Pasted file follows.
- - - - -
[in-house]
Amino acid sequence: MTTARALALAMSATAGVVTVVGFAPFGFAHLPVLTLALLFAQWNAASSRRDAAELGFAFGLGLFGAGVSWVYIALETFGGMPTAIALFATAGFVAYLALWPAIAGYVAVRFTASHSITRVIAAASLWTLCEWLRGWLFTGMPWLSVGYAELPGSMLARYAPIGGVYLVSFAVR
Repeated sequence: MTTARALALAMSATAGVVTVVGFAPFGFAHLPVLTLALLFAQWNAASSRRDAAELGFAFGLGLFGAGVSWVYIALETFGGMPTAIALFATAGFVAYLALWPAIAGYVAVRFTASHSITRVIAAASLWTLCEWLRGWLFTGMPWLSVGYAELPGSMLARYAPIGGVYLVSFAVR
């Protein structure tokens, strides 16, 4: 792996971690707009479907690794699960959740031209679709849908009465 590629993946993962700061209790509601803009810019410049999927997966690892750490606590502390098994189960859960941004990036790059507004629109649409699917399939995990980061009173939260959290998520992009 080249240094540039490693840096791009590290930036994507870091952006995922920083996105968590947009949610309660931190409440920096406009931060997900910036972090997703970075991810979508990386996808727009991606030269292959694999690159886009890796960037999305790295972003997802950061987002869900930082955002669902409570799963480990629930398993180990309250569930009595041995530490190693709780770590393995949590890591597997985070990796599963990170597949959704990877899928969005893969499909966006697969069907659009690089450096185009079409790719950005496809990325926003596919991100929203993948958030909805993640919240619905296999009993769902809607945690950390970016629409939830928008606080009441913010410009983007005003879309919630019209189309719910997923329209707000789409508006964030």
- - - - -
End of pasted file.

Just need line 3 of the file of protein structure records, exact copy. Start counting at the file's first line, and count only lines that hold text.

Repeated sequence: MTTARALALAMSATAGVVTVVGFAPFGFAHLPVLTLALLFAQWNAASSRRDAAELGFAFGLGLFGAGVSWVYIALETFGGMPTAIALFATAGFVAYLALWPAIAGYVAVRFTASHSITRVIAAASLWTLCEWLRGWLFTGMPWLSVGYAELPGSMLARYAPIGGVYLVSFAVR